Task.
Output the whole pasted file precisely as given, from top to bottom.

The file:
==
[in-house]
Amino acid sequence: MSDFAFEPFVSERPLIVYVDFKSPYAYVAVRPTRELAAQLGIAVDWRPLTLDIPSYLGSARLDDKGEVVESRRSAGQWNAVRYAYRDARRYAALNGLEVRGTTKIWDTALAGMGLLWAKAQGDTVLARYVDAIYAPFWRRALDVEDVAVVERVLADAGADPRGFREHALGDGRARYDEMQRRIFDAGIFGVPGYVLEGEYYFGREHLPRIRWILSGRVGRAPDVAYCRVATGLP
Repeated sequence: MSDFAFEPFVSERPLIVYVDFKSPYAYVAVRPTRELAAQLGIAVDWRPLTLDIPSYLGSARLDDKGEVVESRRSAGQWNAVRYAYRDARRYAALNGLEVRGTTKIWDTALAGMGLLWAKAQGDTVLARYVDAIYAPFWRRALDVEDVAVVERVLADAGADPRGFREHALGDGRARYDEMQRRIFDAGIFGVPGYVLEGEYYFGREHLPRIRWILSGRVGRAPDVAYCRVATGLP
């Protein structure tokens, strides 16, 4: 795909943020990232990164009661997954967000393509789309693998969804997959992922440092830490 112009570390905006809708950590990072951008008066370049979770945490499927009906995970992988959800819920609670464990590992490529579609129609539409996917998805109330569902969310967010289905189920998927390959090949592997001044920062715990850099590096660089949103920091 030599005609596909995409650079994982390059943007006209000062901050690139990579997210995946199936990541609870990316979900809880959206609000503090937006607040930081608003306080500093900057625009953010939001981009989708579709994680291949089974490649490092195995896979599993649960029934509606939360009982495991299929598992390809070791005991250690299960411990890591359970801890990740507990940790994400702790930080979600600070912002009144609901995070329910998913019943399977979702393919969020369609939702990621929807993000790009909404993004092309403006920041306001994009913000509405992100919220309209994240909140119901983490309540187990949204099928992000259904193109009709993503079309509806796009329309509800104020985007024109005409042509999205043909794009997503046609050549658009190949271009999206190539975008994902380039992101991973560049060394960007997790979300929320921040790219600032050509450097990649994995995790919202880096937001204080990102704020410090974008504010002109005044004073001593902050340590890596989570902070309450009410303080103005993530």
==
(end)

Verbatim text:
[in-house]
Amino acid sequence: MSDFAFEPFVSERPLIVYVDFKSPYAYVAVRPTRELAAQLGIAVDWRPLTLDIPSYLGSARLDDKGEVVESRRSAGQWNAVRYAYRDARRYAALNGLEVRGTTKIWDTALAGMGLLWAKAQGDTVLARYVDAIYAPFWRRALDVEDVAVVERVLADAGADPRGFREHALGDGRARYDEMQRRIFDAGIFGVPGYVLEGEYYFGREHLPRIRWILSGRVGRAPDVAYCRVATGLP
Repeated sequence: MSDFAFEPFVSERPLIVYVDFKSPYAYVAVRPTRELAAQLGIAVDWRPLTLDIPSYLGSARLDDKGEVVESRRSAGQWNAVRYAYRDARRYAALNGLEVRGTTKIWDTALAGMGLLWAKAQGDTVLARYVDAIYAPFWRRALDVEDVAVVERVLADAGADPRGFREHALGDGRARYDEMQRRIFDAGIFGVPGYVLEGEYYFGREHLPRIRWILSGRVGRAPDVAYCRVATGLP
């Protein structure tokens, strides 16, 4: 795909943020990232990164009661997954967000393509789309693998969804997959992922440092830490 112009570390905006809708950590990072951008008066370049979770945490499927009906995970992988959800819920609670464990590992490529579609129609539409996917998805109330569902969310967010289905189920998927390959090949592997001044920062715990850099590096660089949103920091 030599005609596909995409650079994982390059943007006209000062901050690139990579997210995946199936990541609870990316979900809880959206609000503090937006607040930081608003306080500093900057625009953010939001981009989708579709994680291949089974490649490092195995896979599993649960029934509606939360009982495991299929598992390809070791005991250690299960411990890591359970801890990740507990940790994400702790930080979600600070912002009144609901995070329910998913019943399977979702393919969020369609939702990621929807993000790009909404993004092309403006920041306001994009913000509405992100919220309209994240909140119901983490309540187990949204099928992000259904193109009709993503079309509806796009329309509800104020985007024109005409042509999205043909794009997503046609050549658009190949271009999206190539975008994902380039992101991973560049060394960007997790979300929320921040790219600032050509450097990649994995995790919202880096937001204080990102704020410090974008504010002109005044004073001593902050340590890596989570902070309450009410303080103005993530």